In the next mayoral election, Hiram Gill replaced Moore as mayor. Gill, who favored an open-town policy, was not the mayor for which West Seattle was hoping. Gill’s chief of police, Charles Wappenstein, was tasked with controlling the restricted district. Instead he took payoffs from those dealing in booze, gambling and women and the district expanded. Wappenstein was also involved with the development of a 500-room brothel in Beacon Hill, a project in which Luna Park’s manager, W.W. Powers, was an investor. The Forces of Decency, an activist group consisting of prohibitionists and newly enfranchised female voters, pushed for a recall election and Hi Gill was voted out of office. The park and its bar continued to operate for another two seasons, so its affiliation with vice had little impact on Luna Park.
Numerous visitors sustained injuries at the park. One patron slipped from the top of one of the rides and snapped his neck. Another patron injured his knee playing the high striker and filed a successful suit against Luna Park. There were also disputes between the park's managing companies, however, that led to the filing of lawsuits. Charles I.D. Looff, who operated the park's amusements, sold his share of the company out of frustration and returned to his operations in California.
Luna Park set the stage for a grand reopening for its 1913 season. “New Luna Park to Equal Eastern Amusement Resorts,” read the headline in the Seattle Post-Intelligencer. The park was to be “new in every element of its ownership and conduct,” right down to its manager, W.H. Labb, who had built White City in Chicago. The park was to feature enlarged attractions, including “racing coasters” that would replace the Great Figure Eight roller coaster. The management was even offering stock in the park at $1,000 per share, which they promised would yield 25% dividends. However, Luna Park was closed that same year.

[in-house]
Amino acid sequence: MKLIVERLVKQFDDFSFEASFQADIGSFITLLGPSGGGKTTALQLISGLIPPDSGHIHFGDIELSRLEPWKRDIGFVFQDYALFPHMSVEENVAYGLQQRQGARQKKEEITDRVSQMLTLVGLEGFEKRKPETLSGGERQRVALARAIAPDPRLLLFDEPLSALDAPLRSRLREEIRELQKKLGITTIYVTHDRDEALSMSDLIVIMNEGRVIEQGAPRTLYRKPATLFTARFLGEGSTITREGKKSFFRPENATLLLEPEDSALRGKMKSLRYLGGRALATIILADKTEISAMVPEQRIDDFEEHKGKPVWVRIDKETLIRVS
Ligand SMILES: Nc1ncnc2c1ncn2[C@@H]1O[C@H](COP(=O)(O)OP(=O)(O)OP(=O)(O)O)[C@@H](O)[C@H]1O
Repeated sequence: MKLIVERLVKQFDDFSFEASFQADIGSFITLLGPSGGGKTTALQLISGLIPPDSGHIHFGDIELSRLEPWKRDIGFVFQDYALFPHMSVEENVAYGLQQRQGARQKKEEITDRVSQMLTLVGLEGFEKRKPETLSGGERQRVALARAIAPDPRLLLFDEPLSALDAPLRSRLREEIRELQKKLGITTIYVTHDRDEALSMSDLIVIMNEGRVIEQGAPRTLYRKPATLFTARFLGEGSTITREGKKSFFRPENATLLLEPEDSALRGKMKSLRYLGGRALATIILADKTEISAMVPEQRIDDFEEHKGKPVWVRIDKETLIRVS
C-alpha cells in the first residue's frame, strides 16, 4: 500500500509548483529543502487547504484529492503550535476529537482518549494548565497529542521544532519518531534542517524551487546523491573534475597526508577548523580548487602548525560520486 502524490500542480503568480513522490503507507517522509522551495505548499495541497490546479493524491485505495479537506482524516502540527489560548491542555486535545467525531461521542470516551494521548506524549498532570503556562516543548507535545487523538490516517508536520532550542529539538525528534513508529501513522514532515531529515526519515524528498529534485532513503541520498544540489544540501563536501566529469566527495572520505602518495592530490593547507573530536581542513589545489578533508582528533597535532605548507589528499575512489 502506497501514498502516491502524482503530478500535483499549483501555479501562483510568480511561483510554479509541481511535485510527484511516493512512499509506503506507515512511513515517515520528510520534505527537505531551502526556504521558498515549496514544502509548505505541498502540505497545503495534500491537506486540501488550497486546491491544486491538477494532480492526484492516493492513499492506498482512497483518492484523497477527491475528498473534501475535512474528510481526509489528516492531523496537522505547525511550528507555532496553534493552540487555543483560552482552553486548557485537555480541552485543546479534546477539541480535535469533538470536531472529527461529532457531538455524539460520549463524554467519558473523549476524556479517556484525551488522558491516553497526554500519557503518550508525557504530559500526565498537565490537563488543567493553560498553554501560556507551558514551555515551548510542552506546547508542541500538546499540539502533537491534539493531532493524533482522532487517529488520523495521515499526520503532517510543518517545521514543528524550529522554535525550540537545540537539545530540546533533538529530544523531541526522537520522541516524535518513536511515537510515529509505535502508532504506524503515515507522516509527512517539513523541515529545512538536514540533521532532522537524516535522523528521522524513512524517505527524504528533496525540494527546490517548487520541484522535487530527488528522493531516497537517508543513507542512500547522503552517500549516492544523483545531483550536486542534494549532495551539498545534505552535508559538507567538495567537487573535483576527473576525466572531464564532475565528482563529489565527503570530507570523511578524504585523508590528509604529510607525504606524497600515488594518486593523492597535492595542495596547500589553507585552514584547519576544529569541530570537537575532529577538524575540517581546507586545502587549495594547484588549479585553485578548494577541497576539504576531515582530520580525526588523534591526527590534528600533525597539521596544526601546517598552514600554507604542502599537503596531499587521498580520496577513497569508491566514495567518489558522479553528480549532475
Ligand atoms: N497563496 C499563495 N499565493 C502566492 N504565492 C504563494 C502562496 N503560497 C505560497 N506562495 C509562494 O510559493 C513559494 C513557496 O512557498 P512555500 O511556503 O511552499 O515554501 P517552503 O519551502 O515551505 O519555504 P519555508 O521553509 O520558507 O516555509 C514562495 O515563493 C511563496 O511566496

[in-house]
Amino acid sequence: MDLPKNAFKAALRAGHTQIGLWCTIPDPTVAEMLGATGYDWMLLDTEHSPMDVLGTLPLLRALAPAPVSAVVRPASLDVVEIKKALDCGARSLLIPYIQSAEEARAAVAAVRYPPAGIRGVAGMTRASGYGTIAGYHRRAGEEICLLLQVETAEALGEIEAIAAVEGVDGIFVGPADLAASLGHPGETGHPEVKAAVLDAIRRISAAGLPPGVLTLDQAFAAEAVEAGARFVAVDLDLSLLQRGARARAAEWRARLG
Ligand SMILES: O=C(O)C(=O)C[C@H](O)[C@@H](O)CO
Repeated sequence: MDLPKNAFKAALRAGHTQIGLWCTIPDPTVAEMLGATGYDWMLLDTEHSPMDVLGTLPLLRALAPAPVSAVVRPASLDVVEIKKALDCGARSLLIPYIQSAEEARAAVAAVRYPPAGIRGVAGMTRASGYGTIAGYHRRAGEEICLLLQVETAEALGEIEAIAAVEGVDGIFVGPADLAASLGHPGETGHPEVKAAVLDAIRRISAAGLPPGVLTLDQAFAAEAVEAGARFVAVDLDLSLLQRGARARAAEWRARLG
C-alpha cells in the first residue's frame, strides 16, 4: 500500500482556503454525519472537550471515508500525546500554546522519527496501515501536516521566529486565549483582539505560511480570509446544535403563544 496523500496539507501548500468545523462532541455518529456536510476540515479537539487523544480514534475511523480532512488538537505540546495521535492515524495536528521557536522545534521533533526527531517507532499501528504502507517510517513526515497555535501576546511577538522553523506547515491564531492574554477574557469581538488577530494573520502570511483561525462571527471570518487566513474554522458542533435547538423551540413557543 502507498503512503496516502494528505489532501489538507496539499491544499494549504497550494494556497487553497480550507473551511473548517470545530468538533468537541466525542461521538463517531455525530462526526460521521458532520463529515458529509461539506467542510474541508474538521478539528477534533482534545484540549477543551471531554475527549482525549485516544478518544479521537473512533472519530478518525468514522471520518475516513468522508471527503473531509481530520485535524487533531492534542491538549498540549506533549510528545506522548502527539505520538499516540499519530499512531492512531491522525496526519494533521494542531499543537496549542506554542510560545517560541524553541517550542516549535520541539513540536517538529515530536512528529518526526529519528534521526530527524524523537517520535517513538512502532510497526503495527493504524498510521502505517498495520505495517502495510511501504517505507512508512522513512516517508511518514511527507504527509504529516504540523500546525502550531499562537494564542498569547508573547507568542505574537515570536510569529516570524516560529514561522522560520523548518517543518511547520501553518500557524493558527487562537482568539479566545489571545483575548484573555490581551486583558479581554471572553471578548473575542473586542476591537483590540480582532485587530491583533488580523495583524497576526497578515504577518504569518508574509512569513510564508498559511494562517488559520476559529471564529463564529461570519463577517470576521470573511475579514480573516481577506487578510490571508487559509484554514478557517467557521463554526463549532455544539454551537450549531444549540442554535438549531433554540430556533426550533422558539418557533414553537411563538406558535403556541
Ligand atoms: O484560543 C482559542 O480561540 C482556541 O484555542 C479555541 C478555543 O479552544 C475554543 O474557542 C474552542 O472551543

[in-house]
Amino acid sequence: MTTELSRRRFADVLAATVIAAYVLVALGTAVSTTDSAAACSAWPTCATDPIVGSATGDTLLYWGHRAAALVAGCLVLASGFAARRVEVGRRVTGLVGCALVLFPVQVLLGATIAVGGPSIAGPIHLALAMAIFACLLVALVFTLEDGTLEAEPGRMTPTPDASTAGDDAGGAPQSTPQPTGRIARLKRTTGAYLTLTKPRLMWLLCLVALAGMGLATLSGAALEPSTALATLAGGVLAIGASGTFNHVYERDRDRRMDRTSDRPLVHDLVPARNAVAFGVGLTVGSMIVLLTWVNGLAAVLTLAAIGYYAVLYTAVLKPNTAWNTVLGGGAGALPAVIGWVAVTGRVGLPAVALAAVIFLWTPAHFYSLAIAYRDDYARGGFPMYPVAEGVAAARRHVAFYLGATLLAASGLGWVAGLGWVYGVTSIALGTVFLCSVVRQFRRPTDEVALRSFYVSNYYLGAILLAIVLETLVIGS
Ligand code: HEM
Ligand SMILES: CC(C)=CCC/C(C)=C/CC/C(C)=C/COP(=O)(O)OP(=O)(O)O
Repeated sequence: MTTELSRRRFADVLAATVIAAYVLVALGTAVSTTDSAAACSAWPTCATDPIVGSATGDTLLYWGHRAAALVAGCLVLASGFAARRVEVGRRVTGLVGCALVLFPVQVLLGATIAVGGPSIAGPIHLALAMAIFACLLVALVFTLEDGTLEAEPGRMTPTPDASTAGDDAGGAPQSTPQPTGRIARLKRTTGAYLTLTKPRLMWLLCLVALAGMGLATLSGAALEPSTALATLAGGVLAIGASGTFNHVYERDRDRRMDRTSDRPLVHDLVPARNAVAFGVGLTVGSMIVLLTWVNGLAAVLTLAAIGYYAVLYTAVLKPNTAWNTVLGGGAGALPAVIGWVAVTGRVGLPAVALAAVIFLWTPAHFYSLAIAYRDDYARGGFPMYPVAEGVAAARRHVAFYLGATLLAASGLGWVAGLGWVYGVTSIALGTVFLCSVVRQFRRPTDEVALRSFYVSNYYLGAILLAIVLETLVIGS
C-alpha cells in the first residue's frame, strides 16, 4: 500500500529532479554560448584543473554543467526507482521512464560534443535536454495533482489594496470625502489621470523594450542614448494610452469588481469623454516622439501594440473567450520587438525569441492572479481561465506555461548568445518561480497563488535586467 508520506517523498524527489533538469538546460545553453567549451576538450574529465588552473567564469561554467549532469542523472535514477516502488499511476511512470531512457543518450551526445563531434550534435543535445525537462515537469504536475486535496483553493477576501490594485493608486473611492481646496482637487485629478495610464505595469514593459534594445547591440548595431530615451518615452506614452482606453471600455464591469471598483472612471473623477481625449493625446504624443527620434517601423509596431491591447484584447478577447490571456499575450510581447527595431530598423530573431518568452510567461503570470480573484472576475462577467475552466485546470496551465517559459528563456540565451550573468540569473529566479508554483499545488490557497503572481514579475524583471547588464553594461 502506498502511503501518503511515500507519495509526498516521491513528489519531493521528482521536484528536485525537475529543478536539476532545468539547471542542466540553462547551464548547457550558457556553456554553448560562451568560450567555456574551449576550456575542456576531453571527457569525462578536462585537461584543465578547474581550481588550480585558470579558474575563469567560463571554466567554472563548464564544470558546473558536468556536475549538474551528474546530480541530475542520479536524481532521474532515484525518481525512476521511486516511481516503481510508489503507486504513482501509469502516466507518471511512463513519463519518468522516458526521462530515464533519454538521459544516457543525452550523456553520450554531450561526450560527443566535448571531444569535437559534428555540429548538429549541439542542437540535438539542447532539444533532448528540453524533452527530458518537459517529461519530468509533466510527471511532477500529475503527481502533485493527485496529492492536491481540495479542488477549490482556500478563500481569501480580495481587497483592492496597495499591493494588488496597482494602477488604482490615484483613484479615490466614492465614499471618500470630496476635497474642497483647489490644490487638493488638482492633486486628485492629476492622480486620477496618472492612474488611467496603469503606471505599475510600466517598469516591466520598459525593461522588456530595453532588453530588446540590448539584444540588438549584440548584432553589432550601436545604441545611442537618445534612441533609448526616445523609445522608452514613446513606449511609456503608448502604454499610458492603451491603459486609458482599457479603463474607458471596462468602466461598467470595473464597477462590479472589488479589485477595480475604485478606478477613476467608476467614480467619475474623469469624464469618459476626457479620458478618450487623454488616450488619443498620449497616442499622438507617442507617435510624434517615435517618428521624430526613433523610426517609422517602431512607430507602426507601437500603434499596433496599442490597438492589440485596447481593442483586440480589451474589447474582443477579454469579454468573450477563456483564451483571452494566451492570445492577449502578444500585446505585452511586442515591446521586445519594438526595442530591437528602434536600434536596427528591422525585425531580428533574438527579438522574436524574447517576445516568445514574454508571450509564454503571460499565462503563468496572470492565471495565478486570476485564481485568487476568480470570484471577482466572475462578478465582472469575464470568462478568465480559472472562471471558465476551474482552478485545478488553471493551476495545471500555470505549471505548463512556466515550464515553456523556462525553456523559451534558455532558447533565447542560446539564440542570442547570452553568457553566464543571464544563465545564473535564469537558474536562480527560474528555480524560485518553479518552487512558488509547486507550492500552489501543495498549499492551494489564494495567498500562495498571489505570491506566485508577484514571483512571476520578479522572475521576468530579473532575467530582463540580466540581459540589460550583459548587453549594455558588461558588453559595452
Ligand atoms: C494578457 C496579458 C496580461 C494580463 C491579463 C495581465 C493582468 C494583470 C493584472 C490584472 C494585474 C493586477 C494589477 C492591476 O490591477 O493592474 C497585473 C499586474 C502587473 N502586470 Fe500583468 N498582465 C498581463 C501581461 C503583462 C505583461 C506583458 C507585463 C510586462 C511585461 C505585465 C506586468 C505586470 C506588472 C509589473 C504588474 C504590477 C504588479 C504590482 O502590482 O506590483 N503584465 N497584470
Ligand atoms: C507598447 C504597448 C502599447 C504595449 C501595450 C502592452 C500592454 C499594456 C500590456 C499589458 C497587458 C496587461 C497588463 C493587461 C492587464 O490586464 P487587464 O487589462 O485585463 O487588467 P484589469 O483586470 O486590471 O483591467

The rides were disassembled and removed in 1913, with the Zeum Carousel traveling to California (the carousel is now in operation at Yerba Buena Gardens in San Francisco, California). The Natatorium continued to operate, however, changing its name to Luna Pool. In 1931 Luna Pool caught fire and the remains of Luna Park were destroyed in the blaze. The fire was suspicious, with many believing that the culprit was the same arsonist, Robert Driscoll, who had destroyed a number of other Seattle landmarks. The pier was declared a total loss and replacement estimates were too high for the city to finance rebuilding. It was condemned in 1933.
In 1946, the City of Seattle filled in the pools of the Natatorium to avoid potential lawsuits. Today the site is known as Anchor Park due to the sizeable anchor, salvaged from the waters near this location, that is on display. The park also features observational viewers that project phantom images of Luna Park over Elliott Bay, offering visitors a glimpse into the past. Today all that remains of the Greatest Amusement Park on the West Coast are the original pilings, which are visible during extremely low tide. The name also survives in such local businesses as the Luna Park Cafe.
In August 2011 a pictorial history titled "Seattle's Luna Park" was released by Arcadia Publishing.
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|Wikimedia Commons has media related to Luna Park, Seattle.|
- Luna Park - Coney Island of the West HistoryLink.org
- Luna Park Cafe
- Berner, Richard C. (1991). Seattle 1900-1920: From Boomtown, Urban Turbulence, to Restoration. Charles Press.
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- Filer, Patricia (2000). All Aboard For Luna Park. Southwest Seattle Historical Society.
- Hendrick, Burton J. (1911). The ‘Recall’ in Seattle. McClure's Magazine.
- West Seattle Herald, White Center News (1987). West Side Story. Robinson Newspapers.
- Luna Park at the Roller Coaster DataBase